Wind gusts stronger than 260 km per hour were recorded at tourist resorts along the world-famous Great Barrier Reef as the powerful storm, at category four just one rung below the most dangerous wind speed level, began to make landfall.
No injuries had been reported so far but the storm was travelling south-west so slowly that weather forecasters said cyclone conditions could persist for as long as 24 hours.
“It’s very noisy: Screaming, howling wind … sounds like a freight train,” Jan Clifford told Reuters by text from Airlie Beach, about 950 km north-west of the state capital, Brisbane.
Authorities had urged thousands of people in low-lying areas to flee their homes on Monday, in what would be the biggest evacuation seen in Australia since Cyclone Tracy devastated the northern city of Darwin on Christmas Day, 1974.
Cyclone Debbie made landfall at Airlie Beach shortly after midday local time (2 AM GMT), knocking out telephone services.
Torrential rain flooded streets and wind smashed windows, uprooted trees, and tossed debris through streets, while jetties at Airlie Beach marina were wrecked, pictures broadcast on Nine Network television showed.
Power was cut for 38,000 people in a wide area between the towns of Bowen and Mackay, north and south of Airlie Beach, utility Ergon Energy said.
Ports at Abbot Point, Mackay, and Hay Point were shut, Townsville airport was closed and airlines Qantas, Jetstar, Rex, and Virgin Australia cancelled several flights to and from the region.
BHP Billiton and Glencore halted work at their coal mines in the storm’s path.
Moscow court has found opposition figure Alexei Navalny guilty of organizing an unauthorized rally in the center of the Russian capital at the weekend and fined him 20,000 rubles ($350), a TASS correspondent reports from the courtroom.
According to the police, about 500 people were detained in an unauthorized rally in the center of Moscow on March 26.
During the court hearing, Navalny blamed the Moscow government for detentions as it had not allowed the rally and had failed to offer an alternative venue within the timeframe established by law.
The rally’s organizers earlier rejected a proposal by the city’s authorities to hold the protest in Sokolniki Park in northeast Moscow or in the area of Maryino in the southeast of the Russian capital. As a result, opposition organizations held their action in the center of Moscow. The action was not agreed with the city’s authorities.
Navalny said in the court he was the organizer of the rally but called it lawful and consistent with a decision by Russia’s Constitutional Court.
“We turned to the Moscow government for the action’s approval. Under law, they were required to agree it within three days or offer an alternative place but this was not done. That is why, pursuant to a decision by the Constitutional Court, we had the right to hold the rally in the place we initially requested,” the opposition figure said.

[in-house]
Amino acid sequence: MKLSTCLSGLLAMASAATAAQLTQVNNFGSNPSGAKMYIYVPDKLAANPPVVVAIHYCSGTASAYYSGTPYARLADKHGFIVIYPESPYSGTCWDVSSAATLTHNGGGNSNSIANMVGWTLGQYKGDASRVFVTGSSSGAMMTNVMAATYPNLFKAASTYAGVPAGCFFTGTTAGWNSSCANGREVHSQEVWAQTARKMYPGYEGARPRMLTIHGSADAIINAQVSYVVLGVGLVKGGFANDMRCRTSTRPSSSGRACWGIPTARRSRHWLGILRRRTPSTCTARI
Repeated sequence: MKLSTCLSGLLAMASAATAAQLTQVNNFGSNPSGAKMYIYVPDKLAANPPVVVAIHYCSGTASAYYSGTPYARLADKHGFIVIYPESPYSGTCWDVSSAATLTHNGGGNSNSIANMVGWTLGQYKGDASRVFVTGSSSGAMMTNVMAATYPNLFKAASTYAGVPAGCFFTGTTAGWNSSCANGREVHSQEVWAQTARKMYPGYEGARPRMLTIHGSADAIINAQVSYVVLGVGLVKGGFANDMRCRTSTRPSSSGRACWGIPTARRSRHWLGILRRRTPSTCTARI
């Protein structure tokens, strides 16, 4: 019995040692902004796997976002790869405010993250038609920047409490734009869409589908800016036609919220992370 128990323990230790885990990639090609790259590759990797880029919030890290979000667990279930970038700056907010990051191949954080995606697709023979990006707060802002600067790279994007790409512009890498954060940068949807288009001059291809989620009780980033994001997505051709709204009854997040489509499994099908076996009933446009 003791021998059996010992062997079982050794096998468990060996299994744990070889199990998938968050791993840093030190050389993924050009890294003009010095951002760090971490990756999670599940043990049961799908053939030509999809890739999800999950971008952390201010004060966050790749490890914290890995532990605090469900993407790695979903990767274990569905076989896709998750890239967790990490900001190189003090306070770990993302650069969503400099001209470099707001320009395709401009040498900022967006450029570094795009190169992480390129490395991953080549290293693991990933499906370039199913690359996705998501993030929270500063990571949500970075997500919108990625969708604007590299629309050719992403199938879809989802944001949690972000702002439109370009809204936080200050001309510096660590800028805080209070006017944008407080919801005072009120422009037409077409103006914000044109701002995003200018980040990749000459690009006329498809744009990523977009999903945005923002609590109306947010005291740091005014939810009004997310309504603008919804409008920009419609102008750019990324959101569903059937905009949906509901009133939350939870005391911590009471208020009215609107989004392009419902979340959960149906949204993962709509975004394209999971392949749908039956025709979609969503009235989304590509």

Navalny’s lawyer Olga Mikhailova blamed the Moscow government for detaining the rally’s participants. “The Moscow authorities were required to agree within three days the place proposed by us or offer an alternative but we were denied the approval while they failed to offer a new place within three days,” Mikhailova said.
As the lawyer noted, the Moscow authorities proposed alternative places immediately before the action. “But it was already late,” she said, asking the court to drop administrative charges against Navalny.
Navalny was charged with an administrative offence under part 1, article 20.2.2. of Russia’s Code of Administrative Offenses (“Organizing Mass Simultaneous Presence and (or) Movement of Citizens in Public Places That Caused Violation of Public Order”). This article carries a maximum punishment in the form of an administrative arrest for 15 days. Under law, upon the presence of two decisions on administrative offences, law-enforcement bodies may ask a court to replace Navalny’s suspended sentence in the Yves Rocher embezzlement case with a real prison term.
G7 HOST ITALY WANTS US TO DO MORE TO FOSTER STABILITY IN LIBYA
Italy will push for greater US involvement in fostering stability in Libya when President Donald Trump and other world leaders meet in May, Italy’s deputy foreign minister said on Monday. Italy hosts the annual meeting of seven of the world’s biggest industrialized economies (G7) in the town of Taormina in Sicily on May 26-27. It will be Trump’s first scheduled trip to Europe. Deputy Foreign Minister Mario Giro said one of Italy’s foreign policy priorities was to build international support to unify Libya. “We hope – and at the G7 we will say it – that this issue interests also the US,” Giro said. Libya split into a patchwork of rival fiefdoms after a NATO-backed uprising led to the overthrow of Muammar Gaddafi in 2011.